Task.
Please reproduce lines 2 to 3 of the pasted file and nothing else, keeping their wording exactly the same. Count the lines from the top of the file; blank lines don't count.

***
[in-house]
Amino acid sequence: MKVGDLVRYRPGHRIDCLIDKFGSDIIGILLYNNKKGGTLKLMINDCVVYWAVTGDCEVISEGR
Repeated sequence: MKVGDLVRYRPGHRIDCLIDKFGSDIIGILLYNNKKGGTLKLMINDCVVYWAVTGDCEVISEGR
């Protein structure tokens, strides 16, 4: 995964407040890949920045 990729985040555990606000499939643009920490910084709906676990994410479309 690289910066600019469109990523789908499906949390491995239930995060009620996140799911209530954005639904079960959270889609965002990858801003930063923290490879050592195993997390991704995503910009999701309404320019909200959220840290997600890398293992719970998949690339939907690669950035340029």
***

Amino acid sequence: MKVGDLVRYRPGHRIDCLIDKFGSDIIGILLYNNKKGGTLKLMINDCVVYWAVTGDCEVISEGR
Repeated sequence: MKVGDLVRYRPGHRIDCLIDKFGSDIIGILLYNNKKGGTLKLMINDCVVYWAVTGDCEVISEGR